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BT's Movio lurches into existence

With ZTE phone and terrestrial channels

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Comment Movio, the impending disaster that is British Telecom's approach to mobile TV, announced it has signed up ZTE to make 3G phones for the service. It also said its strategy would be largely built on showing existing UK TV channels – BBC One, ITV1, Channel 4 and E4, on the phone.

We have discovered in the past that this shortcut into mobile TV, using the existing DAB multiplexes around the UK that were built solely for digital audio radio, will deliver a TV channel in around 70 Kbps, as opposed to the 400 Kbps that is likely across the rest of Europe. That will make it look very average, if not downright unwatchable.

This choice was made so that the service could get a one year head start on other services which lack spectrum and which won't get any until the spring auction for the less than perfect 1.45 GHz spectrum that regulator Ofcom has found in its closet. It will then take six months to build a network and get a service off the ground, so BT thinks it has a year's head start.

But that's about all it has. It has had to go to ZTE for phones because none of the majors are interested in what is likely to be a tiny requirement, and couldn't even line up its partner Virgin to use the same phones. Virgin instead will use a Windows Media Mobile phone from HTC.

The new phone is supposed to offer the opportunity for other 3G operators to offer BT Movio, alongside their existing video-on-demand services. Do we hear the clamour of Vodafone, O2 and Orange, which all have advanced video strategies, beating down the door to take an inferior mobile TV service? We don't think so.

Also the choice of channel and the fact that those channels will simulcast is rather strange. The main usage patterns for mobile TV are to watch them in work breaks, while traveling to and from work, and at home while the TV is on, and again late at night.

Most UK channels have children's programming on them during the work breaks and travel time, and when watching at home they will see the same programmes that they are avoiding on TV by watching their phone. Even a six to eight hour delay would have meant that adults can watch last night's TV that they missed on their phones, which might promote viewing.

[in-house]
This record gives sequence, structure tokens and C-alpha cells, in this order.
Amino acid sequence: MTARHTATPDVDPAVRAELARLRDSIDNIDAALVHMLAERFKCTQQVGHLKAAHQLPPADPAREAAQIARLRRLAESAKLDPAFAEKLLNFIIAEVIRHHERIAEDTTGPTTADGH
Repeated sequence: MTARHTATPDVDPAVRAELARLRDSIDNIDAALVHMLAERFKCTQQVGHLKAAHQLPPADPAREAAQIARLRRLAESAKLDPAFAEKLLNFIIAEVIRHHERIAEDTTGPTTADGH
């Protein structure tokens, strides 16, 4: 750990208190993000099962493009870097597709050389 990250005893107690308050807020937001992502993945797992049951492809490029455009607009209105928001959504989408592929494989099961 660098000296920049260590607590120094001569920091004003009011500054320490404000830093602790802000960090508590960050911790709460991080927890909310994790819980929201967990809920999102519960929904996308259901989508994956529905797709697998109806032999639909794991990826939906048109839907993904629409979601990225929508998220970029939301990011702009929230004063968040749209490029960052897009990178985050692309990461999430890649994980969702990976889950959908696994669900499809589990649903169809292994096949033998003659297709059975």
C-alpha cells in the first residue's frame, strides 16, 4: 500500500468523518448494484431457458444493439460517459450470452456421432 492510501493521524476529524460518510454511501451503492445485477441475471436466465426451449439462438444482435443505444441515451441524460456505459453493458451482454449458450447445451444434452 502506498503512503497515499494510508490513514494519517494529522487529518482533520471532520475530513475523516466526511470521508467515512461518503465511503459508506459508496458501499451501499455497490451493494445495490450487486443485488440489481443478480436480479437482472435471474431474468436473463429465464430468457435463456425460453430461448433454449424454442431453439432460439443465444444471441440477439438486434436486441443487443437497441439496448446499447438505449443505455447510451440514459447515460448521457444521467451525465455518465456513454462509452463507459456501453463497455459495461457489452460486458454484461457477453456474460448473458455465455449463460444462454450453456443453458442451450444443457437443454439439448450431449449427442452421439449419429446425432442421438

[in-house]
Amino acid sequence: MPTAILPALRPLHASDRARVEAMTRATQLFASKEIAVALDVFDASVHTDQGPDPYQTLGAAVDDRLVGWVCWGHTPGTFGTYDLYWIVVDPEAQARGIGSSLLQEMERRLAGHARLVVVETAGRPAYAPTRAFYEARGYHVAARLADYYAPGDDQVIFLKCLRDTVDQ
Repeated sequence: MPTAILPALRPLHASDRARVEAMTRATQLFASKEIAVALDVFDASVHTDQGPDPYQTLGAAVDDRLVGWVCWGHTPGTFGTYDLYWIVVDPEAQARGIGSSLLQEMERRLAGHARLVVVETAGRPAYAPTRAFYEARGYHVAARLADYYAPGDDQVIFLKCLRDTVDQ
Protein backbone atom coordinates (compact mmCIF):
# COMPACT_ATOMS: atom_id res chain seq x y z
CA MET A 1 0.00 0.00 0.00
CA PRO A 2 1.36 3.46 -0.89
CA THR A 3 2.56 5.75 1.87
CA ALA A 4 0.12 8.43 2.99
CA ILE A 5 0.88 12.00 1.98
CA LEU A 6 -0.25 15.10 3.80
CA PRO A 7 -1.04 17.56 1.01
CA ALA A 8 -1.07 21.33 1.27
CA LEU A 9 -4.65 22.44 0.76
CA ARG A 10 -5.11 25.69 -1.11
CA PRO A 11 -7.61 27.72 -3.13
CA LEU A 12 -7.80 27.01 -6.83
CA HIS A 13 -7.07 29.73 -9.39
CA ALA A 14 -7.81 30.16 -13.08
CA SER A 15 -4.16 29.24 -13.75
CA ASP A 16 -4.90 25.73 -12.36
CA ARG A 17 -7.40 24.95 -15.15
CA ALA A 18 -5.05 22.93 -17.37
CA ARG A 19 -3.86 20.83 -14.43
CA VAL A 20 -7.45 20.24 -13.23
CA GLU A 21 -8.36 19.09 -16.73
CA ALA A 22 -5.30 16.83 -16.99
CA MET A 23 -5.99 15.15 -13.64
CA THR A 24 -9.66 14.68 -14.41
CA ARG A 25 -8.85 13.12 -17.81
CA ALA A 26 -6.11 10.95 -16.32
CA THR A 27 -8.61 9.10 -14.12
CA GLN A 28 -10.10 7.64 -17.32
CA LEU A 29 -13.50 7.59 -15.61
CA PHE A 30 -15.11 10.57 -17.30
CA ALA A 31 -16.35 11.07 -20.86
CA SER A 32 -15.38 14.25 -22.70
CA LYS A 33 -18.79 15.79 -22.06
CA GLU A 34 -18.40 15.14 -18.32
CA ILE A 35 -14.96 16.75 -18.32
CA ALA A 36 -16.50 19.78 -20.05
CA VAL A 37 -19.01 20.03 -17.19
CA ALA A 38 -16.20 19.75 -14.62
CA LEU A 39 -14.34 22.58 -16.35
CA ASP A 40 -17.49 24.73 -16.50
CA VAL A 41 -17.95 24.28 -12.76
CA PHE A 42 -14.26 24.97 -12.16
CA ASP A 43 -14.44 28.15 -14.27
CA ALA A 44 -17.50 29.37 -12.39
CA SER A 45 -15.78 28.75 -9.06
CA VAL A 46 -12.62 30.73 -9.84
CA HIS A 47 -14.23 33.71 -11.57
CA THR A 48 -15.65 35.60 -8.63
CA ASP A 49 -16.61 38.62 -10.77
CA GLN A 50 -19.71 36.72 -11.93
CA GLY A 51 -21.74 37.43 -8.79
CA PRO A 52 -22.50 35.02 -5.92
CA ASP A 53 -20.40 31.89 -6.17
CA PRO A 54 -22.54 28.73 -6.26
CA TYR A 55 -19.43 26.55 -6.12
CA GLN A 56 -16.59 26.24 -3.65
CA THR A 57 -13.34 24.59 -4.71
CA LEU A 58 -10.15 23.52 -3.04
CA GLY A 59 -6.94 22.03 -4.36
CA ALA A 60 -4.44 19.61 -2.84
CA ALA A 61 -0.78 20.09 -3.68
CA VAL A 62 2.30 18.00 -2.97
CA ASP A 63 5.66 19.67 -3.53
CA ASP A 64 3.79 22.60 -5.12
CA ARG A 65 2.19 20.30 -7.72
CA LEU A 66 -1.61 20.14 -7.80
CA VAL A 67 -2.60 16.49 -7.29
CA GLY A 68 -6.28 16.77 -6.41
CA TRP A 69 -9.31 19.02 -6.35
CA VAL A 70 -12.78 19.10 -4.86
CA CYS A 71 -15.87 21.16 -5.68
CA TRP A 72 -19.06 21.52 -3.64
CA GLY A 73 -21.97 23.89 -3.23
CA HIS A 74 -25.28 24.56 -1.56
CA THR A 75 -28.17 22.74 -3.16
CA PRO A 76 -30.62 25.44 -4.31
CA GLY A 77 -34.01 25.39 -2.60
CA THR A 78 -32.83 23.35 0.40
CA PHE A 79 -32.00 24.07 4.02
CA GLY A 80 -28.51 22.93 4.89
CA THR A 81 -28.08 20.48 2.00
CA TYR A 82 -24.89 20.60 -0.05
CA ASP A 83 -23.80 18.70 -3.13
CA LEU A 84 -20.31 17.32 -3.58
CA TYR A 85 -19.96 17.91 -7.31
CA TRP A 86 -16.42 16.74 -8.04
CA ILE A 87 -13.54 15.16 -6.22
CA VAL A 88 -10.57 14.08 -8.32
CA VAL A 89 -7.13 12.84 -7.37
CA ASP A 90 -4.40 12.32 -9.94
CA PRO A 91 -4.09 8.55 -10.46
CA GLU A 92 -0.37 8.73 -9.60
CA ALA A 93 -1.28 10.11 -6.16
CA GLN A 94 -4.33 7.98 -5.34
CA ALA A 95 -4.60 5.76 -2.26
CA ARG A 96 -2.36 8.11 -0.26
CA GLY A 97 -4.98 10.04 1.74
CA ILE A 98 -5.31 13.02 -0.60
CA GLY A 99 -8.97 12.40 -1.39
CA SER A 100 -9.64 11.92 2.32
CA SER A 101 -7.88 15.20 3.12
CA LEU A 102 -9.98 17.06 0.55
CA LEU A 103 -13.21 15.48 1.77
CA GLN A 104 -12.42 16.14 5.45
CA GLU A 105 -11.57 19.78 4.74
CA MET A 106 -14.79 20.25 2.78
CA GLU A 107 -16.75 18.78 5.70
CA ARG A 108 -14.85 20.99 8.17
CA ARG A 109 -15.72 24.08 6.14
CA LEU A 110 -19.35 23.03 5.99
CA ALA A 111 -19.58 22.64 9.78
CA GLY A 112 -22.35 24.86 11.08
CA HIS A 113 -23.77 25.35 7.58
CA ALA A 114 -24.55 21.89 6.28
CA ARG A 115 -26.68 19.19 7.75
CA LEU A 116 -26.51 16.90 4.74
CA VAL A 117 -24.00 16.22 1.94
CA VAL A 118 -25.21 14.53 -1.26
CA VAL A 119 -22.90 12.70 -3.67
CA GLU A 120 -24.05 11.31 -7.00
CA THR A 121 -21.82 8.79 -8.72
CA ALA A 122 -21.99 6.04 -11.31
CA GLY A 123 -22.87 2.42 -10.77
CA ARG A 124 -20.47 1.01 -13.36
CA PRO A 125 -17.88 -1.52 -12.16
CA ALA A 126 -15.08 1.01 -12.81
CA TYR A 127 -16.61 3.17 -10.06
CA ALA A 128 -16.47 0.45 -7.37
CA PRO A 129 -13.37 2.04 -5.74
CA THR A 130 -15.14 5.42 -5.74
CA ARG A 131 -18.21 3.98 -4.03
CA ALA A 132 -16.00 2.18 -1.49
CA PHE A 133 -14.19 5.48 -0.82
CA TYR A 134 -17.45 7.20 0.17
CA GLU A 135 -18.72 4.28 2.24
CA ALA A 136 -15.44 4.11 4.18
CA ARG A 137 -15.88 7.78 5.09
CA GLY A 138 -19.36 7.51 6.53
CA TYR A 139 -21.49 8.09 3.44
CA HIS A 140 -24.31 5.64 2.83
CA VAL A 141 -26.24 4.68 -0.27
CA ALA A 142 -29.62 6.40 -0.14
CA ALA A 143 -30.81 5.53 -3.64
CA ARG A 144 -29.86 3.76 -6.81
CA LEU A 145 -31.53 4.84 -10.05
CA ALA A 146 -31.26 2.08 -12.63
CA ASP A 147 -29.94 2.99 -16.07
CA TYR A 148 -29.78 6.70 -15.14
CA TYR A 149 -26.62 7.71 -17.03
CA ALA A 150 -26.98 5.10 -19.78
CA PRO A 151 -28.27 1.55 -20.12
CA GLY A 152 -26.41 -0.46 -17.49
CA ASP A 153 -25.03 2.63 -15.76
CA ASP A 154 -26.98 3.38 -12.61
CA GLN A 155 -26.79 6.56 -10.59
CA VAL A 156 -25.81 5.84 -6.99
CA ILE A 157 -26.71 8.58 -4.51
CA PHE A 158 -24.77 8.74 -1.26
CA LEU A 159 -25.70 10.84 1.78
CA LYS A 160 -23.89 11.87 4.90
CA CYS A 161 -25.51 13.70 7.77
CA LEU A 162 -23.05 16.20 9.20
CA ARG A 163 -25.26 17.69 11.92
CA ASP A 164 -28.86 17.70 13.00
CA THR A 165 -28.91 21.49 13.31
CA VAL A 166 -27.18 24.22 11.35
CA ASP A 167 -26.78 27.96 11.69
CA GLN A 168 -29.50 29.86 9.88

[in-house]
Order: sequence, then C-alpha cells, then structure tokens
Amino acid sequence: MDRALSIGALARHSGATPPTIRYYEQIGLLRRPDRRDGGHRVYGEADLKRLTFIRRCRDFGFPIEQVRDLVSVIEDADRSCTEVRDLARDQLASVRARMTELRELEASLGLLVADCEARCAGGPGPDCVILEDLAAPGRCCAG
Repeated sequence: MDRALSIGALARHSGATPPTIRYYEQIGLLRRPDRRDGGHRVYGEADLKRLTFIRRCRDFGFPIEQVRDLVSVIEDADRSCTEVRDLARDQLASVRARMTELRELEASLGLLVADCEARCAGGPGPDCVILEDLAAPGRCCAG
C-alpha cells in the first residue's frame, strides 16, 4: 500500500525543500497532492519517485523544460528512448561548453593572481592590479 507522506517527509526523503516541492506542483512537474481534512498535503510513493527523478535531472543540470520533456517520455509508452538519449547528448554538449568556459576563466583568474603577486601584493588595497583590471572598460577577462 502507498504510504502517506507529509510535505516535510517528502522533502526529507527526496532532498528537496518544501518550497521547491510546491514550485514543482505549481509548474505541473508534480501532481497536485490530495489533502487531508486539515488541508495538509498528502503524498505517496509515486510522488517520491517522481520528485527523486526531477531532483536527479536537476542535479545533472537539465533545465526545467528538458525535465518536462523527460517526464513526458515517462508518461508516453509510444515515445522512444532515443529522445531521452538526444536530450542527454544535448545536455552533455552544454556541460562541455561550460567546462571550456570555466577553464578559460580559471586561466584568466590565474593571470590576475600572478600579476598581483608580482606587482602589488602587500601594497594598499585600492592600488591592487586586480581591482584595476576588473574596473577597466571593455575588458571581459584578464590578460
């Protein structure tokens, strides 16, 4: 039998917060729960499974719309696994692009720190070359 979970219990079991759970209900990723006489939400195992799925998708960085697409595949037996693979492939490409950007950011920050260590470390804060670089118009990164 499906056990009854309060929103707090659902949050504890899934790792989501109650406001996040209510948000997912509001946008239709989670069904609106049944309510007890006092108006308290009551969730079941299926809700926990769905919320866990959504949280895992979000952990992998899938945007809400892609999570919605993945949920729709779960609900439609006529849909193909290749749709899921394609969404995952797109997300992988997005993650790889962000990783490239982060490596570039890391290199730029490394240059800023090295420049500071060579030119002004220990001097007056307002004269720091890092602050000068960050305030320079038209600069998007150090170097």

Of course, the channel owners are reluctant to offer a delay, scared of losing viewers and might want more money for a delayed service, but it would be worth it.

If Movio gets a decent number of customers (not assured by any means) it will be in an invidious position a year from now. It will be faced with putting in a high bid for the new spectrum to ensure it gets all or some of it, in order to avoid the comparison of a new service running in clear QVGA, at 30 frames a second, against its own impoverished, unwatchable, low resolution, screens.

If it doesn't get that spectrum it won't only have missed an opportunity, but wasted everything it spent on Movio as well.

BT Movio says it is the first wholesale mobile TV service in the world and that it combines live TV, DAB digital radio, a seven day program guide and "red button" interactivity for mobile phones.

Virgin Mobile, which has previously been announced as the first UK mobile operator to offer this service, has also released retail pricing, product specifications, advertising support and availability details.

Copyright © 2006, Faultline

Faultline is published by Rethink Research, a London-based publishing and consulting firm. This weekly newsletter is an assessment of the impact of the week's events in the world of digital media. Faultline is where media meets technology. Subscription details here.

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